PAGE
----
a couple quick things...  if I have any TDM based ProTools based system with enough i/o to mix through an analog desk I'd run at the highest sampling rate practical (probably 48KHz even with an HD system for file exchange reasons).  I'd mix back to 1/2" or a MasterLink with a decent converter on the input at 88.2 or 96KHz because I'd be taking it to mastering with high-end processing and SRC tools to do what needs to be done...   OR...  I am in the box and someone hands me a project already started at 48KHz - well - I have to stay there - and that is the most common sampling rate I come across in PT session files.  The SRC has to be handled post mix in mastering...

The answer to your question is really gotten to by asking and answering some other questions so...  I could blab on some more but I think what I have typed so far may give you some small insight.  A lot of it comes down to trying different things over time and just getting a sense of what works and sounds better to you going through the whole process.

Logged
John Klett / Tech Mecca
http://www.technicalaudio.com

Dougtune

  • Newbie
  • *
  • Offline Offline
  • Posts: 27
Re: 44.1k or 48k
« Reply #3 on: May 20, 2004, 04:23:19 PM »

Thanks for the info, John.  I'll put 'em at 44.1K and forget about it.  
Logged

OatBran

  • Newbie
  • *
  • Offline Offline
  • Posts: 21
Re: 44.1k or 48k
« Reply #4 on: May 22, 2004, 02:19:55 AM »

Something else to consider....


I took a 3 week class with Mr Rupert Neve (yes, the man and the myth).  In this class, he discussed the mathmatical concepts behind sample rates and the psychoacoustics involved with them.

While he is an adament believer in our ability to discern frequencies above 20k, he also believes in the benefits of higher sample rates do to their increased resolution in the time domain... not just the frequency domain.

With increased sample rates you are getting more samples of the waveform per second.  He believes that this increase in time-based information makes the sound much smoother and realistic to our ears.

Something else to chew on.  Having said that, I still use 44.1 regularly myself.  However, when bumping up the sampling rates, I prefer to go 88.2 rather then 96.  I find the transition to the CD sampling rate of 44.1 MUCH smoother that way due to its higher accuracy in the time domain during its conversion.  Then again, if I listened to Mr Neve, I would never use anything but what he considers to be the bare minimum sample rate for digital...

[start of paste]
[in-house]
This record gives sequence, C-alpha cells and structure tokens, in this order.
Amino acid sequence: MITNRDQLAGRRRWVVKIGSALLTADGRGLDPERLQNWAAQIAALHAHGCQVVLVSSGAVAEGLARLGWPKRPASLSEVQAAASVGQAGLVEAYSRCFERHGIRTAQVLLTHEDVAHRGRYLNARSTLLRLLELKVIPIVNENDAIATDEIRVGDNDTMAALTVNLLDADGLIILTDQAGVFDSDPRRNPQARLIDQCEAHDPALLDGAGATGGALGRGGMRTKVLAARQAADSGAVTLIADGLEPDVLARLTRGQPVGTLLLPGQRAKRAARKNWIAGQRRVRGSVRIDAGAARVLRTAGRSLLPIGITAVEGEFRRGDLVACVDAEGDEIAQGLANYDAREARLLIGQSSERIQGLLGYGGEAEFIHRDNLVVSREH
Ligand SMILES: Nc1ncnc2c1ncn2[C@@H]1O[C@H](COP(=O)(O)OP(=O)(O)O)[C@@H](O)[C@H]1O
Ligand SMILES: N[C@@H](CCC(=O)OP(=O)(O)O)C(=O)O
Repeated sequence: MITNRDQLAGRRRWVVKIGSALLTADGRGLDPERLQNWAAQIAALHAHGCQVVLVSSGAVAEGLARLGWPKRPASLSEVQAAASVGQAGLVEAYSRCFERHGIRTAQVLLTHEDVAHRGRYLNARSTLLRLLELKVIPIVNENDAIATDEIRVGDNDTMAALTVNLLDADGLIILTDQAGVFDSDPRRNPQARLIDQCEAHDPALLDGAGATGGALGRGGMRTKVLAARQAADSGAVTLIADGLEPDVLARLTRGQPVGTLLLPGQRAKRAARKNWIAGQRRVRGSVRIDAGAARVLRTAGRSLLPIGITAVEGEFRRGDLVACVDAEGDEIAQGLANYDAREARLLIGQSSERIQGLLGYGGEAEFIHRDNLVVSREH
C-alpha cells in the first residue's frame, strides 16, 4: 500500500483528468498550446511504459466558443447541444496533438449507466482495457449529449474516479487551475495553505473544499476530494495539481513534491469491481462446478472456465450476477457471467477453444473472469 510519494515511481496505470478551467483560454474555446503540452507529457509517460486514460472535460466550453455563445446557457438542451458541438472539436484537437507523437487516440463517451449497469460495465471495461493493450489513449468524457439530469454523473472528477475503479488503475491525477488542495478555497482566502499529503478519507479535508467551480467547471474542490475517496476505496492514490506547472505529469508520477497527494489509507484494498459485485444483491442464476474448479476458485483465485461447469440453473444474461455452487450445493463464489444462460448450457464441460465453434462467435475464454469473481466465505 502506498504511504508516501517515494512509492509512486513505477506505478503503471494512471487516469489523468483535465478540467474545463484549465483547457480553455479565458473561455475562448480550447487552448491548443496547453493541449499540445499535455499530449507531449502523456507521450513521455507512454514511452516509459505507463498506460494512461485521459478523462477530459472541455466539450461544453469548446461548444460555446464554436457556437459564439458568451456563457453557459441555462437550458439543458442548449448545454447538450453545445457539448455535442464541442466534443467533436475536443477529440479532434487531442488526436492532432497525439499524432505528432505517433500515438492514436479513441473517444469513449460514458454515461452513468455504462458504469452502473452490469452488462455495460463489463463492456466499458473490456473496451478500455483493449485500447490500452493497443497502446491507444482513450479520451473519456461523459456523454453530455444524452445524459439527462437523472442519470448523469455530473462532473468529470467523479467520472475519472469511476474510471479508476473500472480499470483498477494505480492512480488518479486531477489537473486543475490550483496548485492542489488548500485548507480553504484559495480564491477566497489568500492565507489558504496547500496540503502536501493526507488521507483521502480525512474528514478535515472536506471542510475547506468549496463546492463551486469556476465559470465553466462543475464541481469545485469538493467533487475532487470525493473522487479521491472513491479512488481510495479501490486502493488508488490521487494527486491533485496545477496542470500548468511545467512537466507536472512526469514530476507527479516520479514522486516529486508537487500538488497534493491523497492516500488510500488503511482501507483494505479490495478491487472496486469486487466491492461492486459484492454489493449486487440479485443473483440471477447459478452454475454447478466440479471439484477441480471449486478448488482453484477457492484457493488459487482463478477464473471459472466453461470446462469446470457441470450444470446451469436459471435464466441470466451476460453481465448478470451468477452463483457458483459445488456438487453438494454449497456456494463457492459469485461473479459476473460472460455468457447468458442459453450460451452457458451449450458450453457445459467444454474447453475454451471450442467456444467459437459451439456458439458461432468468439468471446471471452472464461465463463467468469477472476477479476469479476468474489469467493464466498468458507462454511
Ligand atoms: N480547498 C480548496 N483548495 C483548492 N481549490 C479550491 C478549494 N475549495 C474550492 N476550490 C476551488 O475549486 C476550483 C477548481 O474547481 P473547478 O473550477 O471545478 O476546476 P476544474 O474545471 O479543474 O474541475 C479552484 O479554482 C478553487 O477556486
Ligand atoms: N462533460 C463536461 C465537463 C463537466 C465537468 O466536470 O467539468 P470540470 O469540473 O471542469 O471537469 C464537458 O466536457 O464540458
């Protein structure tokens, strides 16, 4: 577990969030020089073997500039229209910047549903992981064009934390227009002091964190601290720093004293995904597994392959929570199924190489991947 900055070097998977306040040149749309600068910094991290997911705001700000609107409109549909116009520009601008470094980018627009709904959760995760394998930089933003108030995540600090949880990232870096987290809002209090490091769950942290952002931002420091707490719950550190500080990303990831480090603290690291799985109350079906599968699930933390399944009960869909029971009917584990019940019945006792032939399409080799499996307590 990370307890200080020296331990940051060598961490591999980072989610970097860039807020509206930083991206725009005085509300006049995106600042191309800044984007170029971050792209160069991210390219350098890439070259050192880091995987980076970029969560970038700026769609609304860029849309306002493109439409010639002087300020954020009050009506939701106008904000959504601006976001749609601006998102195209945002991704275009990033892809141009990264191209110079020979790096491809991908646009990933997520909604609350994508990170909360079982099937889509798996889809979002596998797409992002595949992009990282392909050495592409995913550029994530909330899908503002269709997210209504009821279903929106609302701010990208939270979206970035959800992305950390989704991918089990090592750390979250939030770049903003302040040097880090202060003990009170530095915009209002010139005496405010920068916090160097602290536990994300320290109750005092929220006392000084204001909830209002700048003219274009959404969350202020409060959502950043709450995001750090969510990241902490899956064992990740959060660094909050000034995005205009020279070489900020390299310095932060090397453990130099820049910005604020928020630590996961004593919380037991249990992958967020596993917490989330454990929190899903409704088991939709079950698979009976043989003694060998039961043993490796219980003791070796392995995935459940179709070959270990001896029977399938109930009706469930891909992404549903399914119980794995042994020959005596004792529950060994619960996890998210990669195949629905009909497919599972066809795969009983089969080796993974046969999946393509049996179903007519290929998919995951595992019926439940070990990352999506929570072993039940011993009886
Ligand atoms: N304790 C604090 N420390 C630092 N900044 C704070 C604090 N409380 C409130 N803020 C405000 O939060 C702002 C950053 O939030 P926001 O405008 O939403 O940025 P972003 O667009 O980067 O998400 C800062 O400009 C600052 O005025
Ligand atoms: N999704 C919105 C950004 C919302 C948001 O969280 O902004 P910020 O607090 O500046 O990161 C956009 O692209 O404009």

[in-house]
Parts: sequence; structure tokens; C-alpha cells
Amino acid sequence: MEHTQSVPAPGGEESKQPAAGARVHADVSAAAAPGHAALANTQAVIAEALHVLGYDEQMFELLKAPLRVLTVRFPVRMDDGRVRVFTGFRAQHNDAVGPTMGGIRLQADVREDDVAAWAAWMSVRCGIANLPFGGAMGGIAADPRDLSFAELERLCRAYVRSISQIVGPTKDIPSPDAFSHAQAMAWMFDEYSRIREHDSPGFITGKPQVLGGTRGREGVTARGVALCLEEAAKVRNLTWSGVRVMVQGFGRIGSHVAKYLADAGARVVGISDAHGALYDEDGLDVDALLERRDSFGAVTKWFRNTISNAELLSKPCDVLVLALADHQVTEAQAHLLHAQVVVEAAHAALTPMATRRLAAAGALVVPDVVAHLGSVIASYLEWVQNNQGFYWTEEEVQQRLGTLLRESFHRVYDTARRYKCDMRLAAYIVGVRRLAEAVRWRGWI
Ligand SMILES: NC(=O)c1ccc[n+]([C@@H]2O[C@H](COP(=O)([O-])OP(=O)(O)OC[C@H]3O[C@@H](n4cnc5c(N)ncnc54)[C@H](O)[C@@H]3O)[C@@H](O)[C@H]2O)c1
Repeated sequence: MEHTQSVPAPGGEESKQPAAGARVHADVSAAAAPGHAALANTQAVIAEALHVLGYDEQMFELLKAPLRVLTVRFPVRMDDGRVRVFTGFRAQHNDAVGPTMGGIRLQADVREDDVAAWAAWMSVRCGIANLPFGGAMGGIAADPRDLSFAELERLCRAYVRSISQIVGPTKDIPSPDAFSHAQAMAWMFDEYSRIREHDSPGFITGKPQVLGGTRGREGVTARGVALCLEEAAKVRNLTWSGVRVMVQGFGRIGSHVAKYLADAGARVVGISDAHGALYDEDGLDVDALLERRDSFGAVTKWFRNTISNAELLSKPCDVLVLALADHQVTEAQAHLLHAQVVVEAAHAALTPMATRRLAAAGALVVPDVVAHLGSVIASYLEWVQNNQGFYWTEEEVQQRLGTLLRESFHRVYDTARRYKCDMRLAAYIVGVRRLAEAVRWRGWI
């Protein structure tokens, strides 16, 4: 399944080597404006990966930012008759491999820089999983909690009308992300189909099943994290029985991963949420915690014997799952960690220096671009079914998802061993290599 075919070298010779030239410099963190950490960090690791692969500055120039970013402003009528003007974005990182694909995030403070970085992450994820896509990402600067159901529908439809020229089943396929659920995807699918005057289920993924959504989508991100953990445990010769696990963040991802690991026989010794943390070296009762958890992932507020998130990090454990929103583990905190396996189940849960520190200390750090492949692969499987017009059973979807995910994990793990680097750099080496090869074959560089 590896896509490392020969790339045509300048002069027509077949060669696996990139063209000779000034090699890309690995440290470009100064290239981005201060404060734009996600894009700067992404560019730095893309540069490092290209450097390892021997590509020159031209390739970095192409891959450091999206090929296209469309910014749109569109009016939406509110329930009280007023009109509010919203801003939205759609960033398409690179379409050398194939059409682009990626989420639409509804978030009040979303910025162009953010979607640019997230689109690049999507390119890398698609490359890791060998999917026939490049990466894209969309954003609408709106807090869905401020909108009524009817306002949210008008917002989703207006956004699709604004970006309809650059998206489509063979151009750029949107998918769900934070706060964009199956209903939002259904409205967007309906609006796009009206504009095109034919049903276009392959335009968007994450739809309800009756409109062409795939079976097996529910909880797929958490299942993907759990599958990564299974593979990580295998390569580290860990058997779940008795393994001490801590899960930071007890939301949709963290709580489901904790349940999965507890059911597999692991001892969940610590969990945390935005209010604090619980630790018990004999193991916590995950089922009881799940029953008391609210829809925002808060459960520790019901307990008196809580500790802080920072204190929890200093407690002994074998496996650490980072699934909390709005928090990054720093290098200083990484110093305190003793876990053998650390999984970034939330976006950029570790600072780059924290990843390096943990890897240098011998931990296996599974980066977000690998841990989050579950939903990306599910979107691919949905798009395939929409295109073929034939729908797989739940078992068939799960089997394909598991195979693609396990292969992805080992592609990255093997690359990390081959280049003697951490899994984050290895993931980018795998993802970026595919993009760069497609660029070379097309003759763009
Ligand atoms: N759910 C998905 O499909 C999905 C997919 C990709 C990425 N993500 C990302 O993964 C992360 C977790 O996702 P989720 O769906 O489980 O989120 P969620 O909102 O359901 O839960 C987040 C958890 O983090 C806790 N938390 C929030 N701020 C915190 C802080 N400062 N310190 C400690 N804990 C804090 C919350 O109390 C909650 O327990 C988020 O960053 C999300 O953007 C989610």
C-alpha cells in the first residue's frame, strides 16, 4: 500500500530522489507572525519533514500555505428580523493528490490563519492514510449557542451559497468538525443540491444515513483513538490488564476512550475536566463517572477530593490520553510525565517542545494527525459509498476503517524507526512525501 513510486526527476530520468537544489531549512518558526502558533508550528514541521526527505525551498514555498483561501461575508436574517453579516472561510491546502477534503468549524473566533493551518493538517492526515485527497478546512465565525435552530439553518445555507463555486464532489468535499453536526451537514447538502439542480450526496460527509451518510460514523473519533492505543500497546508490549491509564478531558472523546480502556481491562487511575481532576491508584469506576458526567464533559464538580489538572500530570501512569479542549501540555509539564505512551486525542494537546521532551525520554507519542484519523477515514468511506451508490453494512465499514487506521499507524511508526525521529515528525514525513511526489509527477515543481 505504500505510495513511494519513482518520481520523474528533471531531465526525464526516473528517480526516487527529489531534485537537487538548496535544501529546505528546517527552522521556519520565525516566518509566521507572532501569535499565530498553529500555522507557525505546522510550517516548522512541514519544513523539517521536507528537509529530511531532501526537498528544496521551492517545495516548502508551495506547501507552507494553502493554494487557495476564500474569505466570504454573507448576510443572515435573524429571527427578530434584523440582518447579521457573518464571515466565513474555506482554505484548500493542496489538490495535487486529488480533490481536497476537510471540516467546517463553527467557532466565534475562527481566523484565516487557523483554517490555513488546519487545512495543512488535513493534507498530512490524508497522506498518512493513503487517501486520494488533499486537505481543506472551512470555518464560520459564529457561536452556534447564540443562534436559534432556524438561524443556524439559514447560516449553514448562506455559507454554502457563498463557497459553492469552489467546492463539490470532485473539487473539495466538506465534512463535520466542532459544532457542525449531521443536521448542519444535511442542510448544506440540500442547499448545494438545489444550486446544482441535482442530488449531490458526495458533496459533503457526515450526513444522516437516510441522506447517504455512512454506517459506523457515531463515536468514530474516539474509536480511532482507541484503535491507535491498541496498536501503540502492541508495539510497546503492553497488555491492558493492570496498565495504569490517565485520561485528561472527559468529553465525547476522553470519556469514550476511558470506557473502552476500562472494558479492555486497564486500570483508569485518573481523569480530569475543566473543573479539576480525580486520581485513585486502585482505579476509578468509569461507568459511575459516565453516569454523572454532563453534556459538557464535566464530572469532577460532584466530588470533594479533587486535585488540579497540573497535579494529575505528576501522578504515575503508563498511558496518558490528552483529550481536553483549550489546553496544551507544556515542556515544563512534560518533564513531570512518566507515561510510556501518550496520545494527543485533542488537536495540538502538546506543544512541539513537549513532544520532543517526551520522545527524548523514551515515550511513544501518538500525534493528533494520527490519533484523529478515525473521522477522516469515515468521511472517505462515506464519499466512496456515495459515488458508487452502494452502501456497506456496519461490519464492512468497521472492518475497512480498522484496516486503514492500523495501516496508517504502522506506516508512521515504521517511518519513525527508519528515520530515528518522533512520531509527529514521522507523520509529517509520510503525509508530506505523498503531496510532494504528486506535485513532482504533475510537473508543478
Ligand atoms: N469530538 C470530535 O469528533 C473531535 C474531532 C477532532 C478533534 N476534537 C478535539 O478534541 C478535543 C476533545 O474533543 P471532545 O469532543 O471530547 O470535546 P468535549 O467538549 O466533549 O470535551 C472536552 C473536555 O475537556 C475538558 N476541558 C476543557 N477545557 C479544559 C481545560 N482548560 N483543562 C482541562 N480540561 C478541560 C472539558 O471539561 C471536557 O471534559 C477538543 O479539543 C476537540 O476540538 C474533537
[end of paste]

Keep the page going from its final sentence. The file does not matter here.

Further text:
192k.

Ouch.
Logged

ssltech

  • Hero Member
  • *****
  • Offline Offline
  • Posts: 4780
Re: 44.1k or 48k
« Reply #5 on: May 26, 2004, 10:36:09 AM »

Quick perspective check:

If you play a 44.1kHz recording back at 88.2kHZ, it plays back an octave higher. This is a very simple way of showing that the difference in recorded range amounts to one octave when you double the sampling rate.

If you play back a 44.1kHz recording at 48kHz, it plays back at fractionally more than a half-step higher... (1 seimtone is just under a 6% speed difference...)

3.9kHz sounds like a big number until you realise that it's only buying you a semitone at the top end... and since many manufacturers of earlier digital gear didn;t want to build two sets of reconstruction/anti aliasing filters, with close-tolerance components and all the attendant expense, some even left the same set of (lower cutoff frequency) low-pass filters in place, and spent the extra money making them a little bit better, instead of building two sets of cheaper, worse filters... The net result in these cases was a bit-rate penalty with no benefit save for compatibility...

Nobody's ever convinced me that they can tell the difference between 48k and 44.1 blindfold, though the higher steps between sample rates are rather more rewarding.

Round here, professional projects are done at 48k and multiples. Makes the video guys sweat a lt less when we do it that way. Small-time CD release stuff is done at 44.1k, since it means that we get about 7% more storage space on the drives and no SRCs between the mix-in-the-box and the final CD.

If it's going through an analog mastering stage out if house, I ask the mastering guy, but he usually says he'll take either...

There's no single 'right or wrong' answer, but there's often one which works really well for a given project. -Just think about what it has to synchronise with, and that usually makes the choice for you! Wink

Keith
Logged
MDM (maxdimario) wrote on Fri, 16 November 2007 21:36

I have the feeling that I have more experience in my little finger than you do in your whole body about audio electronics..
Pages: [1]   Go Up
 

Site Hosted By Ashdown Technologies, Inc.

Page created in 0.024 seconds with 18 queries.